… In addition to newly covered disco music and feature film music: here is a selection of songs you can enjoy on the weekend.
Aurora – “Serving to Love”
According to the main character, the first taste of Aurora’s upcoming album “The Gods We Can Touch,” which comes out in January, is based on Greek mythology – more specifically the myth of Prometheus, the giant who stole fire from the gods and gave it to us humans. Musically, this pop is uncomplicated, but very catchy, with vague echoes of everything from Blondie to Cocteau Twins baked into the hull. A typical single in the sense that the chorus seems anonymous at first glance, but grows with each listen. a hit? It cannot be deleted or ignored.
Jesper Jenset & Vinni – «Disco»
25-year-old Bob Muldenser meets the 45-year-old rapper and competes on the dance floor “Shall We Dance?”. ‘Disco’ lives up to the title—it’s pricey, fluttery, and freshly covered, and Jesper Jenset has taken some audible, cheerful strides toward the glossy disco that has grown The Weeknd in recent times. Vinnie’s hair looks a bit surprised, and feels that two minutes and twenty seconds of the song is a bit rare. But the development bodes well for Jensen’s future.
Adele – “Easy On Me”
On November 19, Adele (33 years old) released her much-anticipated fourth album ’30’, and her first single ‘Easy on Me’ is the British powerhouse singer’s first music label in five years. Rumor has it that “30” is a divorce album, without the grief and love problems it can be said to have been absent from volumes in this universe before as well. “Easy on Me” – a traditional piano-driven mid-tempo ballad – sounds professional and good, and of course Adele sings fantastically. However, it looks like something is missing here. Perhaps wanting to move an inch out of your comfort zone?
Madrogada – “The World Can Fall”
The third single from the comeback album, “Chimes at Midnight” is perhaps the song closest to Nordland’s “classic” expression — hard rock, small, sweeping, sweeping, dusty Americana. The band spends a lot of time elevating the song toward the final climax, the production is catchy and Sivert Høyem sings better than ever. The melodic similarity of the chorus to Chris Isaacs’ “Wicked Game” is a feature it shares with many other songs in neighboring genres, and thus it’s impossible to get excited about.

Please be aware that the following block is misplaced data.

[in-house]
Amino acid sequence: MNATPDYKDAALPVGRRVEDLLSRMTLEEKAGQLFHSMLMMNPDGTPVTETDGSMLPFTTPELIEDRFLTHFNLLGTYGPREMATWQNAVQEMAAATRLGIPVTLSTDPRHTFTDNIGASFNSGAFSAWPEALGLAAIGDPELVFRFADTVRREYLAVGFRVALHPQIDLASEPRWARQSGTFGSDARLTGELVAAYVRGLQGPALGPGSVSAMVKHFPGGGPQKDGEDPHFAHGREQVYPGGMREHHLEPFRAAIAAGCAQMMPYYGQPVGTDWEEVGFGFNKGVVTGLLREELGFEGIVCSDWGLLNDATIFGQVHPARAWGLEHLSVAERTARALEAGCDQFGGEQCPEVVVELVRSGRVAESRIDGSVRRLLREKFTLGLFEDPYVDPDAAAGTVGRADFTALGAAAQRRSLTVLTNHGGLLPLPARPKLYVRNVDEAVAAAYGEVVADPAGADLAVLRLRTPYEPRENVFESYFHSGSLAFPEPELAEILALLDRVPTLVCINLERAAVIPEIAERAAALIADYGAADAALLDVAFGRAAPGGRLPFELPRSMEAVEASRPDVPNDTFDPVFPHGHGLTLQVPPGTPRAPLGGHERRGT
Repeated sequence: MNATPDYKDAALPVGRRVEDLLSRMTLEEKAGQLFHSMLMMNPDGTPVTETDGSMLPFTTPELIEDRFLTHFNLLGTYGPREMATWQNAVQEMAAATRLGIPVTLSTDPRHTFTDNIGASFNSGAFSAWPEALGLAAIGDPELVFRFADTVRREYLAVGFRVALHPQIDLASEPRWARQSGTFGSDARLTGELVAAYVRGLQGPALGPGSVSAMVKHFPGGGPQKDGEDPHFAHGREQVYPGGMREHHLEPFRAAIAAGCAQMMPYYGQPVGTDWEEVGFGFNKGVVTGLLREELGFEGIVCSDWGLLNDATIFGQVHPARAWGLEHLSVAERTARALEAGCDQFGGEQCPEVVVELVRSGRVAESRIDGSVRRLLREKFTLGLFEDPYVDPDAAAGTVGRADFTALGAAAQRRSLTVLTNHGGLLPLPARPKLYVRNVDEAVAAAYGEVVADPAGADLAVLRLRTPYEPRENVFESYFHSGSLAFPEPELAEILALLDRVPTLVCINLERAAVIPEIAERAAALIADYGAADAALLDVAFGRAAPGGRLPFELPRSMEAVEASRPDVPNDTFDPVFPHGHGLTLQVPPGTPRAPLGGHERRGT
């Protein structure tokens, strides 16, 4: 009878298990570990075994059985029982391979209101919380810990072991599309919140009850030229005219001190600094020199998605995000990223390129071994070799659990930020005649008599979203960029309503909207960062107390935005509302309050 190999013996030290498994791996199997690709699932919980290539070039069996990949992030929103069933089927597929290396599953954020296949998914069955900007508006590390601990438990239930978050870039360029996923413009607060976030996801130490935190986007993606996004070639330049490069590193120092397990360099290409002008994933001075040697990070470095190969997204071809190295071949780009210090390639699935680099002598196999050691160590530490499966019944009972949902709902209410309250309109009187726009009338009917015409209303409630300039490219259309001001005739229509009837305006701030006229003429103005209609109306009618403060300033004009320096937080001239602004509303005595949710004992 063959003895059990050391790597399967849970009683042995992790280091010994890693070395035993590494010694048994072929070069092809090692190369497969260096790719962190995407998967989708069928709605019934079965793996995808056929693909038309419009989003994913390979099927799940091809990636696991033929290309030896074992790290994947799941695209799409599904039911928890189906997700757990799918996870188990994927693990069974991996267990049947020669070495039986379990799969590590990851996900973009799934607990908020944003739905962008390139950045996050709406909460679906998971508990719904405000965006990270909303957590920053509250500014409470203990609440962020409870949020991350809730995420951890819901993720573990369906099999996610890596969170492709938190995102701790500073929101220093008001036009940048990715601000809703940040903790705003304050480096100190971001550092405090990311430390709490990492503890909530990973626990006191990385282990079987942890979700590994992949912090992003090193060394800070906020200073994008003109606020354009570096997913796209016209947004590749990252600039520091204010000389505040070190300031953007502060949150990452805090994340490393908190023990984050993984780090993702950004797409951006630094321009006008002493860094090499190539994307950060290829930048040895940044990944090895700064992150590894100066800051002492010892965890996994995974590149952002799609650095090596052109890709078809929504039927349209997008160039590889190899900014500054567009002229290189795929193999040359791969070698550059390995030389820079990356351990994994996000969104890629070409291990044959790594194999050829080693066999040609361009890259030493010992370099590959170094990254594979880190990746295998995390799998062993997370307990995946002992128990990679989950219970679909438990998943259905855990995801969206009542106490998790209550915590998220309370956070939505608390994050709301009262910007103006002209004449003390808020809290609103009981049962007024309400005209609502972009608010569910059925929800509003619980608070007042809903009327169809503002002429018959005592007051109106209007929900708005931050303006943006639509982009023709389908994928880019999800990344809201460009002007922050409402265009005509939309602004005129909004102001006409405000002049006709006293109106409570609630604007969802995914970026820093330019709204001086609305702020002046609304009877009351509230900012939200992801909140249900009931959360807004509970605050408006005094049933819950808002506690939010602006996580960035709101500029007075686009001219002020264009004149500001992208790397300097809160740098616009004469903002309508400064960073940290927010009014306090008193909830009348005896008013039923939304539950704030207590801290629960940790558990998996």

Kygo & X Ambassadors – “Undeniable”
Bergen’s Tropical Pride continues the tradition of putting its orchestral songs into the hands of more orchestral singers – this time Sam Harris, the bearded man of US public pop rock band X Ambassadors. “I don’t go deep,” he sings, and it’s easy to agree. The first half, then – but still reminds us enough of “Higher Love” that Steve Winwood could have a case.
Michael Kiwanuka – “A Beautiful Life”
Britain’s Michael Kiwanuka has released one of the best albums of 2019, and the Folksol singer is said to be working on a sequel these days. In the meantime, we present the movie “Beautiful Life,” which we wrote and recorded for the Netflix documentary Converge: Courage in a Crisis. Kiwanuka’s intimate, elegant songs have been featured in countless movies and series, and “Beautiful Life” explains why — in simple and effective means, it evokes a soundscape that vibrates with a quiet force. Go for the long version.
Faye Wildhagen and Christopher Low – “Fighter”
More documentaries of the long-running genre, but this time we’re going back home to Norway and one of the sport’s great heroes alive. Aksel Lund Svindal – peppered with the title “Aksel” – is showing in Norwegian cinemas today, and the music was composed by Fay Wildhagen and Kristoffer Lo, the multi-instrumentalist perhaps best known for his time in Highasakite. It’s easy to imagine that “Fighter” would give an extra boost to vivid visuals in cinematic darkness, but as a standalone song it doesn’t quite work — the duo spend too much time getting too little done.
“Infuriatingly humble web fan. Writer. Alcohol geek. Passionate explorer. Evil problem solver. Incurable zombie expert.”